Tuesday, May 15, 2012
There are times in any Excel user's life when you're just not sure what is going on behind the scenes in your workbook. In this edition of Excel Enthusiasts, we are going to take a look at two fundamental, but Vital Techniques for investigation of this nature.
1) Are there Formulas in My Workbook?
Rather than clicking on each cell to reveal the formula in the Formula Bar, (as you needed to do in some of the older versions of Excel), you can reveal all of this information in your entire worksheet with the Keyboard Shortcut:
Ctrl + ~This simple keyboard combination unveils the formulas in All of your cells, from which you can then determine if there is a flaw in their construction.
2) What If I Need to do an In-Depth Review of Precedents and Dependents?
If you need More Power in seeing what your data is doing and where it comes from, look no further than the Formula Auditing group on the Formulas tab. There you will find Trace Precedents, Trace Dependents, and even Show Formulas. The information is returned in easily-understood graphics that help you make sense of the workbook you inherited from old what’s-his-name.
These two Fundamental Tools can make your Excel life a little easier. (And who wouldn’t want that?...)
Tuesday, May 8, 2012
To add a Spinner in Excel 2007 or 2010, click the Developer tab ribbon(which is simple to add to your toolbar, if it is not already there). Then click Insert (on the ribbon, not the toolbar), and click Spin Button in the Controls section. (You can size the Spinner to your liking.)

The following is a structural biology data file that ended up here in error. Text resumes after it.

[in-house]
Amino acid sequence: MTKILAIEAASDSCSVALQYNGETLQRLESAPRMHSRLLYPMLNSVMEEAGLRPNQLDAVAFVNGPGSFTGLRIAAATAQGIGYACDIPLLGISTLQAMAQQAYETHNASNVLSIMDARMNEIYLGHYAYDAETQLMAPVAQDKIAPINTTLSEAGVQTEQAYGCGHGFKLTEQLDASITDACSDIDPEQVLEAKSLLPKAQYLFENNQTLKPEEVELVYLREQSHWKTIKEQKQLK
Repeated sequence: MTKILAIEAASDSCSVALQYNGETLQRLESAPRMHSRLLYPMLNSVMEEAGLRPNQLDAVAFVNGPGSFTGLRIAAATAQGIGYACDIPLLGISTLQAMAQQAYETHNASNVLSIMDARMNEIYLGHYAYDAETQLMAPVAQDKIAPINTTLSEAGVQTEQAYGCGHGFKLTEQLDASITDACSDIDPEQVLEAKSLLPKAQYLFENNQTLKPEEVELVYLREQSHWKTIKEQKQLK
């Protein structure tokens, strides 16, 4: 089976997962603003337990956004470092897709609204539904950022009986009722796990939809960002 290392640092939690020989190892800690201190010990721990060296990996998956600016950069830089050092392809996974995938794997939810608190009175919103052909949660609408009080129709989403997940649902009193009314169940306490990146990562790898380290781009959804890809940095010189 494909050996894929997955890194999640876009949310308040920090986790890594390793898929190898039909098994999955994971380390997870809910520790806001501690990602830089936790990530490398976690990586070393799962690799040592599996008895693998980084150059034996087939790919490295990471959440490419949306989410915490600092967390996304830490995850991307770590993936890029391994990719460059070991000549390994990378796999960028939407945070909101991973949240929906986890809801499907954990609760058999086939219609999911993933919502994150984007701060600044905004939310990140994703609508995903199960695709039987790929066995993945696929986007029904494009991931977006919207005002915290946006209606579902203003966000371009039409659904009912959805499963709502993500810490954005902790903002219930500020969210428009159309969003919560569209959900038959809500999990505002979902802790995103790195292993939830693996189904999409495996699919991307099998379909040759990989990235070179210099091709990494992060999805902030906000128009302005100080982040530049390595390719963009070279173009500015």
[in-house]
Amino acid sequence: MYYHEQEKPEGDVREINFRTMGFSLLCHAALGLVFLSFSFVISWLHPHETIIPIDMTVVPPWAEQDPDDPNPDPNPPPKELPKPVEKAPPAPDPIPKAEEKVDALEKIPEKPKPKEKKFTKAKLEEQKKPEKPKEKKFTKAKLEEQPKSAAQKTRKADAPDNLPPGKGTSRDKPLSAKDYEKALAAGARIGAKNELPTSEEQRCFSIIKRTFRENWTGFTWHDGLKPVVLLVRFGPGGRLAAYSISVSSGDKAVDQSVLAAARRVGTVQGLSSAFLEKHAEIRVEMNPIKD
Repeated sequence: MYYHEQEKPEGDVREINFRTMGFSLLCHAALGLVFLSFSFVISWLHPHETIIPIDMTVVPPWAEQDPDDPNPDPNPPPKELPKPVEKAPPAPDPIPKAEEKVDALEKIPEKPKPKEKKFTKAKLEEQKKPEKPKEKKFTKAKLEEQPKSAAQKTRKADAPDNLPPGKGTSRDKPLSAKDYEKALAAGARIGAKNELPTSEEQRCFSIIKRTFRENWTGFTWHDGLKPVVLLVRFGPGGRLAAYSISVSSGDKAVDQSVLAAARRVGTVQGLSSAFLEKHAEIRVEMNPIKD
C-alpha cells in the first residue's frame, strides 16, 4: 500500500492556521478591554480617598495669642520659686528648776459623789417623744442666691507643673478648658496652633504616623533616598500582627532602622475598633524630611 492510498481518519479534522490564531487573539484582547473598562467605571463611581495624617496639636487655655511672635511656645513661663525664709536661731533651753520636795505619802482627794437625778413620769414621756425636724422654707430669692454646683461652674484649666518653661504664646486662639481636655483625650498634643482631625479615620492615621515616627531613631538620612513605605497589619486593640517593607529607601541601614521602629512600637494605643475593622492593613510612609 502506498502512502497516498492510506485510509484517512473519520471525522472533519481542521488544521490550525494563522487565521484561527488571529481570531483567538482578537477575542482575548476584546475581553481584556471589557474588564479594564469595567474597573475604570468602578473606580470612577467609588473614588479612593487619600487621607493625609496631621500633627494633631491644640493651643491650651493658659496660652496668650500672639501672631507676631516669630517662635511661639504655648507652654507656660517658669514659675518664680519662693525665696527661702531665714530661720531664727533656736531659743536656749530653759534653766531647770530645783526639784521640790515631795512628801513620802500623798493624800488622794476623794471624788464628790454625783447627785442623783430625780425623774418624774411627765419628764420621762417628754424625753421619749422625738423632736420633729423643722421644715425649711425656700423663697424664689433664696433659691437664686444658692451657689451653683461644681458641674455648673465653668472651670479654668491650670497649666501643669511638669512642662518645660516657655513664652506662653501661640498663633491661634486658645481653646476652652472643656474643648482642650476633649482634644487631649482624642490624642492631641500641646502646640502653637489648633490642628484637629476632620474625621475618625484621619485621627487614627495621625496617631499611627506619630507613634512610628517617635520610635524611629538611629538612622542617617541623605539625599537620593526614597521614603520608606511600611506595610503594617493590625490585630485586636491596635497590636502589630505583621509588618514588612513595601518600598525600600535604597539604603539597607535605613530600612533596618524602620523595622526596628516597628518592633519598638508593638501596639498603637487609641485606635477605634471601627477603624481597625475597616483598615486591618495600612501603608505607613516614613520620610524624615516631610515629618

Now is when the Cool Stuff begins! Right-click on the Spinner, and then click Format Control. On the Format Control tab complete the values as follows (this is a example, ma’am or sir, only a example…):
1. Current value: 1
2. Minimum value: 1
3. Maximum value: 10
4. Incremental value 1
5. Cell link: $B$2 (Note: Any of these values can be of your own choosing.)
Now when you click the Spinner control, cell B2 is be updated according to the parameters you set. If you have created a worksheet where other cell values or results are dependent on the value in B2, your worksheet will update according to the quantity you select with the Spinner.
How cool is that! Make your Excel worksheets look like someone spent hours of programming time on them in just 5 minutes. Some amazing additions to your worksheets are just too good to pass up, so give this a try sometime (people will think you are a Star!).
Wednesday, May 2, 2012
Where this Valuable Excel Feature really shines, however, is when you team it up with Formulas! We will look at some Great Examples of this, but first it is important to note that the formula you use must result in a True or False response. You can enter a formula of this type in Validation by selecting the Custom option in the dropdown box.
Here are Some Highly Useful Examples:
Accepting Non-duplicated Data Only
This example allows No Duplicate Entries in cells A1:B30:
=COUNTIF($A$1:$B$30, A1) = 1
Accepting Text Only
Supposing your active cell is A1, the following will allow only Text entries:
Accepting Fridays Only
For the cell A1, this formula will allow only dates that are Fridays:
=WEEKDAY(A1) = 6
Accepting a Larger Value than Previous Cell
Simply insert the following formula in your Custom Validation box:
=A2 > A1
Data Validation is a fine example of another tool any Excel Guru should have in his or her tool belt. Give it a try sometime!